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2020 World Expo site becomes testing ground for future smart cities


  • 2020 World Expo in Dubai is over. So what happens next?

  • From the beginning, the site was planned with key urban planning themes in mind: Reuse, retrofitting, long-term sustainability, and being a '15-minute city'

  • Read on to learn how this remarkable group of structures is being turned into a smart city of the future that will benefit the residents of Dubai and attract new investment


Gone are the days where event sites such as Olympics or the World Expo build structures — both temporary and permanent — without any future planning on what comes next. The world has gotten smaller and has no room for empty stadium relics.

In recent decades, Olympic stadiums have been built better to be retrofitted and downsized to meet the local needs, like 2016 Rio. Since Rio, the Olympic Committee has taken a position to build even less and re-use more. Such was the case with the 2022 Beijing Olympics with five competition venues being reused from the Olympic Games in 2008.

As construction has modernized, our buildings are expected to last longer as well. The idea of retrofitting spaces over time will result in great cost savings and help to meet sustainability efforts. To truly benefit, foresight is key.

The Expo 2020 site is a great example of a mixed-use site built around a core infrastructure with innovative urban planning at every decision point.


Innovative infrastructure at the core of the World Expo 2020

After a 6-month run from Fall 2021 to Spring 2022 (delayed from the Covid pandemic), Expo 2020 saw over 22 million visitors walk through their portal gates. In a historic feat, it was the first time that every country had a pavilion represented — for a total of 191 pavilions.

The expo themes — opportunity, sustainability, and mobility — drove the layout of the 1,000-acre master plan designed by American firm HOK. Each theme had its own petal lined with walkways and plazas all converging towards a large central dome, Al Wasl Plaza.


From above, the harmonious expo site can clearly be seen. With plans to become a smart city, the site was battle tested with some Expo day’s attendance reaching upwards of 500,000 attendees from around the world. The fair closed its portal gates for the final time in March 2022 and is now transitioning to the next stage — District 2020.


How 2020 World Expo’s site will be reused & retrofitted

District 2020 will reuse the Expo site to become a 3 million square meter development and will include 200,000 sq m of commercial and residential spaces with some Expo buildings remaining in place and at least 80% of the Expo-built infrastructure to be reused. The intent of District 2020 is to focus on global innovation and an integrated community lifecycle, pillars that Dubai has also held true for the past decade of growth.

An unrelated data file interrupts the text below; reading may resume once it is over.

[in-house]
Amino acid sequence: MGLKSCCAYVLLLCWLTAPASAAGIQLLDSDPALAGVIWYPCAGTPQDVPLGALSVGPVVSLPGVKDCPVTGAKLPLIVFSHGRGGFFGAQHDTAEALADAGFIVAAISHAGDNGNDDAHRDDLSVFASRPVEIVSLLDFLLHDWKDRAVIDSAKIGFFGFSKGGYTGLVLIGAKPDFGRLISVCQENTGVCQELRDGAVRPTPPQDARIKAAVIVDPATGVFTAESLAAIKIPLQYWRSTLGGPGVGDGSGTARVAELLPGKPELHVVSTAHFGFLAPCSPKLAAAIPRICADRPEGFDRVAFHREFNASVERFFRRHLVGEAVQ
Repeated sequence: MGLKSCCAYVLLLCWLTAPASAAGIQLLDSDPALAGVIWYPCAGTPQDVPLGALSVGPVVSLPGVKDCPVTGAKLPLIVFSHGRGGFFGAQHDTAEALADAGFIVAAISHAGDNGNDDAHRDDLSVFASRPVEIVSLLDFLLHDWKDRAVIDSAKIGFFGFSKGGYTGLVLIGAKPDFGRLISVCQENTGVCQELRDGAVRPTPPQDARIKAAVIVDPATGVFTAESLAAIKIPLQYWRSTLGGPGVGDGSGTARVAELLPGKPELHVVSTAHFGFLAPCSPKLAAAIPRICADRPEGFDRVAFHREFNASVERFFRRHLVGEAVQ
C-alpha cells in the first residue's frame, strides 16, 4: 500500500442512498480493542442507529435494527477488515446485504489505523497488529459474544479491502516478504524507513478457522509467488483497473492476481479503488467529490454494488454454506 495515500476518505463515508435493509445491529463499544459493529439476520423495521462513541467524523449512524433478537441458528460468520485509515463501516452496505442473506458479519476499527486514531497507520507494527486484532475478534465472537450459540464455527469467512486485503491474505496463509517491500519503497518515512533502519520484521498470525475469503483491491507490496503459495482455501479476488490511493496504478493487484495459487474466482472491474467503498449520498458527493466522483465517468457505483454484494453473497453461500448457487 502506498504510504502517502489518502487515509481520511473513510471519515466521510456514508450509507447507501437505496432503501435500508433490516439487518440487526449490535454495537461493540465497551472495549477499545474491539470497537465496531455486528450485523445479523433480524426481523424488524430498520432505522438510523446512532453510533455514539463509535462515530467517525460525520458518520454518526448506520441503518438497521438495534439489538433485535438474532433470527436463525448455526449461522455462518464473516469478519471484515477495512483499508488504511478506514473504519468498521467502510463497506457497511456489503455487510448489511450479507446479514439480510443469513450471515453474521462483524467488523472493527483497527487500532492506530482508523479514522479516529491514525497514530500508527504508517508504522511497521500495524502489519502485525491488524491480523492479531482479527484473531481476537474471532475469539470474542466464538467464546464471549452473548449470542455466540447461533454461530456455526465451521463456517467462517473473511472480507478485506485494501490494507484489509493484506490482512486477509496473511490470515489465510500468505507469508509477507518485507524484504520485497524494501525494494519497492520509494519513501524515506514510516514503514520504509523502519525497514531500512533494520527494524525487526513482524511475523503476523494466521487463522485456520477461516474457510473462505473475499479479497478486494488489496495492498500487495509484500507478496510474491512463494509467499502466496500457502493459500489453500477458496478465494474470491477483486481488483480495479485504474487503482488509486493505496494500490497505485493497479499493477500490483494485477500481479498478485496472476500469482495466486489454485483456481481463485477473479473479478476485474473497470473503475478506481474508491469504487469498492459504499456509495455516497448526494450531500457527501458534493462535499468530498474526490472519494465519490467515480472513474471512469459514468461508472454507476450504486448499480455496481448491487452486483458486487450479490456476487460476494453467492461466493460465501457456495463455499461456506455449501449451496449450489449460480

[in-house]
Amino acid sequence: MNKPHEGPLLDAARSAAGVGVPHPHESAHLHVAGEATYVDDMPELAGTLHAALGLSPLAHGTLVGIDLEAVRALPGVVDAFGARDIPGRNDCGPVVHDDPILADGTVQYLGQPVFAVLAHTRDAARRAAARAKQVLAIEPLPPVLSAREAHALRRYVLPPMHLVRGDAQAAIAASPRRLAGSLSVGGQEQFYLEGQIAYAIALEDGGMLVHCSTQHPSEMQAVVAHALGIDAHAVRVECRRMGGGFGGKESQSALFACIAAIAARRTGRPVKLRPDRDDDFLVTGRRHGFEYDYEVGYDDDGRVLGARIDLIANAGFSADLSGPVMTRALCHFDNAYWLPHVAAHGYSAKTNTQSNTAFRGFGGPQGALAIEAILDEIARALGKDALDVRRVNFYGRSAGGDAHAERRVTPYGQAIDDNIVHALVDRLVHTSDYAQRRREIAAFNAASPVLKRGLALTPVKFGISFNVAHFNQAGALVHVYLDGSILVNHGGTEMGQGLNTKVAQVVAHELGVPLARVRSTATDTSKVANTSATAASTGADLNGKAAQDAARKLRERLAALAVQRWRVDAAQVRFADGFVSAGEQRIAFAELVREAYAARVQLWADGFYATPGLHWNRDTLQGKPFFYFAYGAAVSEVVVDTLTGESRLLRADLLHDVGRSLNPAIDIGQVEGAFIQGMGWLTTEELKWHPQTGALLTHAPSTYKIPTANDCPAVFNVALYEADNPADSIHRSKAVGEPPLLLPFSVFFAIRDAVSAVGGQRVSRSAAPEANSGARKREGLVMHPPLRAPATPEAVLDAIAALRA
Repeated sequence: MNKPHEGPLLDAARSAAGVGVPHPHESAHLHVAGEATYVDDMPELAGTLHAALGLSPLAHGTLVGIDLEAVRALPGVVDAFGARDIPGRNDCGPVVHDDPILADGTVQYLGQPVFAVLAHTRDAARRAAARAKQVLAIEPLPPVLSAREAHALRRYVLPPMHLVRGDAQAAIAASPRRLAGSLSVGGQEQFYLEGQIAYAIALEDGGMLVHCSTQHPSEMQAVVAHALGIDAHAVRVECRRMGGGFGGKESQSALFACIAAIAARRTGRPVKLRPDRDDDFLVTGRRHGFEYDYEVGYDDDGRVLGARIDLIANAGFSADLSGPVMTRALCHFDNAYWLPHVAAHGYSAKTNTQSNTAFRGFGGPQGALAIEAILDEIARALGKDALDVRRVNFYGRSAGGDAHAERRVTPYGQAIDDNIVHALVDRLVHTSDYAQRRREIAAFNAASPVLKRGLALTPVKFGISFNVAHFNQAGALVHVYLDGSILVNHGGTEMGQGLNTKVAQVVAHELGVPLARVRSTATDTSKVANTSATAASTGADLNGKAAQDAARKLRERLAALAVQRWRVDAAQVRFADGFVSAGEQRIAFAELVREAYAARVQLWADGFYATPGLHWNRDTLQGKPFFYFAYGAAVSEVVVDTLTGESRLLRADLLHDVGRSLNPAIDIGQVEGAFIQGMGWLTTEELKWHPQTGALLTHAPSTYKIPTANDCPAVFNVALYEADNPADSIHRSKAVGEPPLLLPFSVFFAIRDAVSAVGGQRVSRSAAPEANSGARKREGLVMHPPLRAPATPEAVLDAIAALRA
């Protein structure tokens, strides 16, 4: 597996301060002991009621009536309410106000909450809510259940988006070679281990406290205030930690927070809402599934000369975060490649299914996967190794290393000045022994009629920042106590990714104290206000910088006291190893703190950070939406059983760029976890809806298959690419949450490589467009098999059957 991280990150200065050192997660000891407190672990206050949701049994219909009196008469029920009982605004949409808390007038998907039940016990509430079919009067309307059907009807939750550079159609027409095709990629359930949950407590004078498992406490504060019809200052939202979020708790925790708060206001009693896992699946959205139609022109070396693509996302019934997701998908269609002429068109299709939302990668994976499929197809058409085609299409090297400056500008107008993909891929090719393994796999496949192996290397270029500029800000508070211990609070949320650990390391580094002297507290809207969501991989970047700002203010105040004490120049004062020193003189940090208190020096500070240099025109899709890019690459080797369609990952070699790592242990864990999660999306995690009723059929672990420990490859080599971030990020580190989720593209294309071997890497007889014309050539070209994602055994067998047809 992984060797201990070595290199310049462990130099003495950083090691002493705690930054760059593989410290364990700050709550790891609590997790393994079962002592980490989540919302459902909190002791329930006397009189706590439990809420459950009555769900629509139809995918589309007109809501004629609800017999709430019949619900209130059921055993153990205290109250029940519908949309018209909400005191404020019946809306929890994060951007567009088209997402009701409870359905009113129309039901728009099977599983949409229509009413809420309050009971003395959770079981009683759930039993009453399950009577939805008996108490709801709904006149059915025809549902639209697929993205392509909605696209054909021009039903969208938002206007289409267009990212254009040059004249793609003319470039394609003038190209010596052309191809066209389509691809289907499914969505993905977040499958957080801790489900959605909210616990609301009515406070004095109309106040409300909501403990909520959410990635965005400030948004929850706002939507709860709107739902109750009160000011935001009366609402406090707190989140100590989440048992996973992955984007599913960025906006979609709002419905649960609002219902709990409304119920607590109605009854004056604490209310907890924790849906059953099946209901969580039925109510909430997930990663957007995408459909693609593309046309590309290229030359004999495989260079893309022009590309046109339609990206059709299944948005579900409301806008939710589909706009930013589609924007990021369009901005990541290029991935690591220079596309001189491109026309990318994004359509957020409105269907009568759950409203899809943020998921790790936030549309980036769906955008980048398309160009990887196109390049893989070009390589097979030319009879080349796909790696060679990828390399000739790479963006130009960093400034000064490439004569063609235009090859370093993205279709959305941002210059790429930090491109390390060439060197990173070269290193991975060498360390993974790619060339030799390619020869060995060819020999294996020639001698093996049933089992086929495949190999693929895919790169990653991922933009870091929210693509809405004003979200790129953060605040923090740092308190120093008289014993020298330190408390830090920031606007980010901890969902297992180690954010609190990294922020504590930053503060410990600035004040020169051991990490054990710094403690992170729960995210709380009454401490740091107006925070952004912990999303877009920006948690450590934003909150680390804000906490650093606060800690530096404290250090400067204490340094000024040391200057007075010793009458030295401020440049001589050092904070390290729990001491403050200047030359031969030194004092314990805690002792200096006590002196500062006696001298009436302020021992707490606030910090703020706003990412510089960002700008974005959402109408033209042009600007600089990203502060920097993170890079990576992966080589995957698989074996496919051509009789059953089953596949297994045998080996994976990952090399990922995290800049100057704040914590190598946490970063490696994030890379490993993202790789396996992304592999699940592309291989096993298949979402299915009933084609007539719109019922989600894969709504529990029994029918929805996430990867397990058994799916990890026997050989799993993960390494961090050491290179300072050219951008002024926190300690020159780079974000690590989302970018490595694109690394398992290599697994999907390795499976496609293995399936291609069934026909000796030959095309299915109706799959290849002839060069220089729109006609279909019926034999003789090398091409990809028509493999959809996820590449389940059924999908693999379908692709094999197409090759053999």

Terra - the Sustainability Pavilion will become a children and science center, while Alif - The Mobility Pavilion will become an office building. The iconic UAE pavilion shaped like a falcon’s wings will become the country’s cultural center.

The iconic Al Wasl plaza will remain as the central point for the District. Used as performance space for concerts, 3D projection and more during the Expo, the large dome will be available for many uses to the community.

In addition, two hospitals, a school, 200,000 sq m of office space, and 45,000 sq m of green space will be added, truly making the city a thriving community for everyone.




District 2020, a 15-minute city

If you love urban planning as much as I do, then the concept of a 15-minute city is what we all wish for, but seldom receive in our communities.

A 15-minute city equates to residents of the District having all their needs met within a short walk or bike ride — or rather a 15-minute commute.

To meet the needs of the over 22 million attendees of the Expo, things like pharmacies, restaurants, coffee shops, hotels, intersecting walkways, and more already existed.




A smart city comes to life

To encourage business growth in the region in advancing technologies, the District has a Entrepreneur program for companies to apply and receive two years of free office space as they establish themselves in the region.

Companies like Terminus, who specialize in AI and the Internet of Things, will establish its Middle East headquarters at the District 2020 community. AI-powered robots already raced around the Expo using Terminus technology to entertain kids, transport meals, and answer attendance questions.

The city promises to be seamlessly connected by smart mobility of autonomous vehicles and is positioned well on the city’s new Metro line as well as in close proximity to Dubai’s new airport. To dive deeper into the district’s future plan, visit

Smart infrastructure was leveraged from the beginning with strategic partnerships like Siemens. Things like IoT integrated sensors and other smart technologies will be further tested at the site to help provide a blueprint for future smart cities that we may all live in.

The founding vision of the Expo to “create an ecosystem to connect, create, and innovate” will surely live on in this integrated mixed-use community now known as District 2020.

To see some of the coolest design and architecture trends I saw during the final week of the Expo 2020, visit my summary here.


All photos in the article are the author's own unless otherwise specified.

About the Author

Matt is a Senior Video Producer for Trimble Construction. He's never met a building rendering he doesn't love — and in another life is most definitely an Architect. He's spent 15 years crafting storytelling in sports & entertainment, wearables, non-profit, and construction.

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